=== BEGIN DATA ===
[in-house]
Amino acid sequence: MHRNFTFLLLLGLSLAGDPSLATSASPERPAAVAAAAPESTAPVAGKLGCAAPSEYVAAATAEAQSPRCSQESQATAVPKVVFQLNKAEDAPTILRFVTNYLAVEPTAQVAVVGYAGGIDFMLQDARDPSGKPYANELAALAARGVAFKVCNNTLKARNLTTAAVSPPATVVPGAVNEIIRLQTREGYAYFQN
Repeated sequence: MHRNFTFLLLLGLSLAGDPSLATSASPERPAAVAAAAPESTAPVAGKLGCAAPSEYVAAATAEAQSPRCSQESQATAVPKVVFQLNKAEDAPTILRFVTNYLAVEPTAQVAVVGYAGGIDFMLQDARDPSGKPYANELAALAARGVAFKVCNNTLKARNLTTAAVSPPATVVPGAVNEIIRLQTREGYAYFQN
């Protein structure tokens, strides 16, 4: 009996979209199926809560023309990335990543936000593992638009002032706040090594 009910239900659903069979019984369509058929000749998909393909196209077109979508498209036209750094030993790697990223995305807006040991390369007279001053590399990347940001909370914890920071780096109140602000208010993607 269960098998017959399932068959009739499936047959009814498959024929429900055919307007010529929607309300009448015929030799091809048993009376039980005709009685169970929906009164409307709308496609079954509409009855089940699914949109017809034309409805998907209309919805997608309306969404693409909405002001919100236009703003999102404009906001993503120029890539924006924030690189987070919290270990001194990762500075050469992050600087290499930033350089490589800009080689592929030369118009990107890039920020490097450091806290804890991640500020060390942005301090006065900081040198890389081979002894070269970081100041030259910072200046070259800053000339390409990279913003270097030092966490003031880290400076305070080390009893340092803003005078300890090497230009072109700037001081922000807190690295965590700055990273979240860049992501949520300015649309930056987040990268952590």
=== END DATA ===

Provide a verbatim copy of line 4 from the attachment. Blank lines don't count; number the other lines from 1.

């Protein structure tokens, strides 16, 4: 009996979209199926809560023309990335990543936000593992638009002032706040090594 009910239900659903069979019984369509058929000749998909393909196209077109979508498209036209750094030993790697990223995305807006040991390369007279001053590399990347940001909370914890920071780096109140602000208010993607 269960098998017959399932068959009739499936047959009814498959024929429900055919307007010529929607309300009448015929030799091809048993009376039980005709009685169970929906009164409307709308496609079954509409009855089940699914949109017809034309409805998907209309919805997608309306969404693409909405002001919100236009703003999102404009906001993503120029890539924006924030690189987070919290270990001194990762500075050469992050600087290499930033350089490589800009080689592929030369118009990107890039920020490097450091806290804890991640500020060390942005301090006065900081040198890389081979002894070269970081100041030259910072200046070259800053000339390409990279913003270097030092966490003031880290400076305070080390009893340092803003005078300890090497230009072109700037001081922000807190690295965590700055990273979240860049992501949520300015649309930056987040990268952590």